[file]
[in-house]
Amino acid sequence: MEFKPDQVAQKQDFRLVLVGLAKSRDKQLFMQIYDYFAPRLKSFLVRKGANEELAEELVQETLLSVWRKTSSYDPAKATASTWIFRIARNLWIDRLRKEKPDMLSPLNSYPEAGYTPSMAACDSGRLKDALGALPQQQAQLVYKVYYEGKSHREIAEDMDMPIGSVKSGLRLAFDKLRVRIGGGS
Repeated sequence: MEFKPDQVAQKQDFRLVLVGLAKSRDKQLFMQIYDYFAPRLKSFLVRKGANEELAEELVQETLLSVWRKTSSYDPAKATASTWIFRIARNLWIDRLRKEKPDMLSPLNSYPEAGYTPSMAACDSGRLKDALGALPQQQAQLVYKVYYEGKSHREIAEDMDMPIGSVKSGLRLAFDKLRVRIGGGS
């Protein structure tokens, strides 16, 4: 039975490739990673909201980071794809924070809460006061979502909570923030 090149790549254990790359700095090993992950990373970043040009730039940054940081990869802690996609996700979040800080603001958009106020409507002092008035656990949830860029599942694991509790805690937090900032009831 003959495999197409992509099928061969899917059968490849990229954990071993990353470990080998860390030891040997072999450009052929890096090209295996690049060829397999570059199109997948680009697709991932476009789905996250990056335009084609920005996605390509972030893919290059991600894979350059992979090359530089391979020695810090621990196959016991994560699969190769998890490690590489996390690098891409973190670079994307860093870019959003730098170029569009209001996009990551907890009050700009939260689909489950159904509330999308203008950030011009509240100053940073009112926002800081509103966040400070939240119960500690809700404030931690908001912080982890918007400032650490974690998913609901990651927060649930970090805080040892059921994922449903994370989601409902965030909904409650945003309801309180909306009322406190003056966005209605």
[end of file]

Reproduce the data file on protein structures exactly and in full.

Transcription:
[in-house]
Amino acid sequence: MEFKPDQVAQKQDFRLVLVGLAKSRDKQLFMQIYDYFAPRLKSFLVRKGANEELAEELVQETLLSVWRKTSSYDPAKATASTWIFRIARNLWIDRLRKEKPDMLSPLNSYPEAGYTPSMAACDSGRLKDALGALPQQQAQLVYKVYYEGKSHREIAEDMDMPIGSVKSGLRLAFDKLRVRIGGGS
Repeated sequence: MEFKPDQVAQKQDFRLVLVGLAKSRDKQLFMQIYDYFAPRLKSFLVRKGANEELAEELVQETLLSVWRKTSSYDPAKATASTWIFRIARNLWIDRLRKEKPDMLSPLNSYPEAGYTPSMAACDSGRLKDALGALPQQQAQLVYKVYYEGKSHREIAEDMDMPIGSVKSGLRLAFDKLRVRIGGGS
């Protein structure tokens, strides 16, 4: 039975490739990673909201980071794809924070809460006061979502909570923030 090149790549254990790359700095090993992950990373970043040009730039940054940081990869802690996609996700979040800080603001958009106020409507002092008035656990949830860029599942694991509790805690937090900032009831 003959495999197409992509099928061969899917059968490849990229954990071993990353470990080998860390030891040997072999450009052929890096090209295996690049060829397999570059199109997948680009697709991932476009789905996250990056335009084609920005996605390509972030893919290059991600894979350059992979090359530089391979020695810090621990196959016991994560699969190769998890490690590489996390690098891409973190670079994307860093870019959003730098170029569009209001996009990551907890009050700009939260689909489950159904509330999308203008950030011009509240100053940073009112926002800081509103966040400070939240119960500690809700404030931690908001912080982890918007400032650490974690998913609901990651927060649930970090805080040892059921994922449903994370989601409902965030909904409650945003309801309180909306009322406190003056966005209605």